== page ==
Trump Govt Seems Supportive of India as Part of its Indo-Pacific Strategy, While Also Counting Gains for Itself
Trump administration seems supportive of India as part of its Indo-Pacific strategy, while also counting gains for itself.
The stage is now set for the 36-hour Donald Trump show. He will arrive today in Ahmedabad, and will be received, in a gesture usual towards visiting U.S. presidents, by the prime minister himself at the airport. They will drive together to the newly constructed Motera stadium, with a record capacity of more than one lakh. He has cited this approvingly in several of his recent speeches in U.S., pointing out that this is double of what he draws in the U.S. He says he has been promised huge crowds along the route. These are the only two aspects he has repeatedly mentioned while talking publicly about the India visit. After a three-hour stay, he will fly to Agra, for the iconic moment with his wife in front of the Taj Mahal, and reach Delhi later the same evening.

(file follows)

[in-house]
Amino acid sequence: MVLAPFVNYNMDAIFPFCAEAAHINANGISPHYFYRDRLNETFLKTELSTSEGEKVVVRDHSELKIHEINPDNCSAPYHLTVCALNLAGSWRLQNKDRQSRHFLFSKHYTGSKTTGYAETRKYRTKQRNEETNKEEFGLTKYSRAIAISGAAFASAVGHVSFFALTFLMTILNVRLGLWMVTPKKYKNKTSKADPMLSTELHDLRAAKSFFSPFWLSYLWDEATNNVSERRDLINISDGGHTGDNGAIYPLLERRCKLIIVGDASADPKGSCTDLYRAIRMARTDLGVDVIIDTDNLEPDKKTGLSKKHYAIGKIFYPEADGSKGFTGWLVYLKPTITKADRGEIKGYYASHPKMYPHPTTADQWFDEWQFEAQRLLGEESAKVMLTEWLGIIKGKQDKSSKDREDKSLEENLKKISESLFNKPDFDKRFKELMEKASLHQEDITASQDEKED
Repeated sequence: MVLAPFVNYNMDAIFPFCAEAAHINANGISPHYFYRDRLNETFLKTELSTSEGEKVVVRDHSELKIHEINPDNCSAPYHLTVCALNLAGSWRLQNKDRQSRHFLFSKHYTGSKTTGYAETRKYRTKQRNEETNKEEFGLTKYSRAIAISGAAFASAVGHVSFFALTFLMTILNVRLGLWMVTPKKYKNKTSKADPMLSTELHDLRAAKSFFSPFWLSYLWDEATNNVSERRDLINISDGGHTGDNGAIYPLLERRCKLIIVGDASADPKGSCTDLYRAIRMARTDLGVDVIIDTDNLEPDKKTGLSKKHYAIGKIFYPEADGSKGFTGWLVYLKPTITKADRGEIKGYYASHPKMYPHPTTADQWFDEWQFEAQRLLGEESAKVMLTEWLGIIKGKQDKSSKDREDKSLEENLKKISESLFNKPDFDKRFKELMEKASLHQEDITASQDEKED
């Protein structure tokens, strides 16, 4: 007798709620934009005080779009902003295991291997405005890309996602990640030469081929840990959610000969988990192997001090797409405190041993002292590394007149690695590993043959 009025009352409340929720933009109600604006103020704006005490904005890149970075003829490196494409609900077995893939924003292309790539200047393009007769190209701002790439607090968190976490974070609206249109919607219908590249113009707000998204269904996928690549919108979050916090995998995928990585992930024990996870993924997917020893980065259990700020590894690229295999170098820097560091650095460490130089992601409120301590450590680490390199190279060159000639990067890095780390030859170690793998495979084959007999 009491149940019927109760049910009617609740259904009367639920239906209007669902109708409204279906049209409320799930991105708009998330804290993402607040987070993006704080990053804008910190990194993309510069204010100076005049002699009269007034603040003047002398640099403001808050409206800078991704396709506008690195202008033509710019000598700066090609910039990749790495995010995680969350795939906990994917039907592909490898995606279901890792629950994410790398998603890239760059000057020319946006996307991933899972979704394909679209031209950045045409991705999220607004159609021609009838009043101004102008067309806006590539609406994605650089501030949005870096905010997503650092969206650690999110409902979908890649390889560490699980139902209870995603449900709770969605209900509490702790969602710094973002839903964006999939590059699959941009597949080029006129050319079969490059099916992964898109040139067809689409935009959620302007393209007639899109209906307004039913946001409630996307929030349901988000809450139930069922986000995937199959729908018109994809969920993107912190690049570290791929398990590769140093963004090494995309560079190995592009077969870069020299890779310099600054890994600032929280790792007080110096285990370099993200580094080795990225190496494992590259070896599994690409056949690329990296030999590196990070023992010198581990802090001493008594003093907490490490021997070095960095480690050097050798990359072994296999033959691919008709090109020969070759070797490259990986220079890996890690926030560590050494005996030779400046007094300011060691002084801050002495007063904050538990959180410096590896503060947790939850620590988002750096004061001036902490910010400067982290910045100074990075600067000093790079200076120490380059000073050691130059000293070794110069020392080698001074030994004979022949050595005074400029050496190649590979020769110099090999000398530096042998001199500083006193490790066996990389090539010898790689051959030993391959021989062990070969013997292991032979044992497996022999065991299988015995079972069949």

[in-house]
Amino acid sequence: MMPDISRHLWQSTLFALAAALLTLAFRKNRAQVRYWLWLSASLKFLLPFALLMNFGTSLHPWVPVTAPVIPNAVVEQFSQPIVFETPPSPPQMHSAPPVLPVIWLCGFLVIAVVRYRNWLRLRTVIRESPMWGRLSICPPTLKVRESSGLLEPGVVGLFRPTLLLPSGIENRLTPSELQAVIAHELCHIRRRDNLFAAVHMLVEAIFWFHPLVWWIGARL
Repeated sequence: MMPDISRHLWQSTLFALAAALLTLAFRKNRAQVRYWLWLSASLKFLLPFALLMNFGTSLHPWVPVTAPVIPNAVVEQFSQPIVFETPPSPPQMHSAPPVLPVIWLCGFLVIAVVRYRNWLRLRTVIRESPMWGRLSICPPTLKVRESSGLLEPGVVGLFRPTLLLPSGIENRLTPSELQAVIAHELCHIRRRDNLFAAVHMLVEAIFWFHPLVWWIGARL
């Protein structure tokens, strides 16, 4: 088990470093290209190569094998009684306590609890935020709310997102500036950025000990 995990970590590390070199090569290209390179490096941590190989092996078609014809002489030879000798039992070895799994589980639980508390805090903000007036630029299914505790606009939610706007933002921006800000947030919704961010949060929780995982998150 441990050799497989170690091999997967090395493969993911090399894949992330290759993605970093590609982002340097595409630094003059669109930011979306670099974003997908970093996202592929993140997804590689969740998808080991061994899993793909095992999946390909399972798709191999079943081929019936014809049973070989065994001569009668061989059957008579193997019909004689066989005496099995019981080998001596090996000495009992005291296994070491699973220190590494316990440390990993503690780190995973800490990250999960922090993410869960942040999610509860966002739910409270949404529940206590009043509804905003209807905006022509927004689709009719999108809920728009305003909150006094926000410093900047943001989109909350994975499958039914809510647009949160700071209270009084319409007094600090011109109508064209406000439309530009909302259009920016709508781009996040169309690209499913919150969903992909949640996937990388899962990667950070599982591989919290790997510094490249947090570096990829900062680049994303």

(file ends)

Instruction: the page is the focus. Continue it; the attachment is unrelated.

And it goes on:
In Delhi, the program is a standard one, with the ceremonial welcome in the forecourt of Rashtrapati Bhavan, homage at Rajghat, talks with the PM and subsequent press comments at Hyderabad House, a business meeting arranged by the U.S. embassy, a banquet hosted by the US President, and then flying out immediately thereafter. He will not be addressing a joint session of Indian parliament, reflecting, no doubt, the opposition he inevitably generates in political groups everywhere.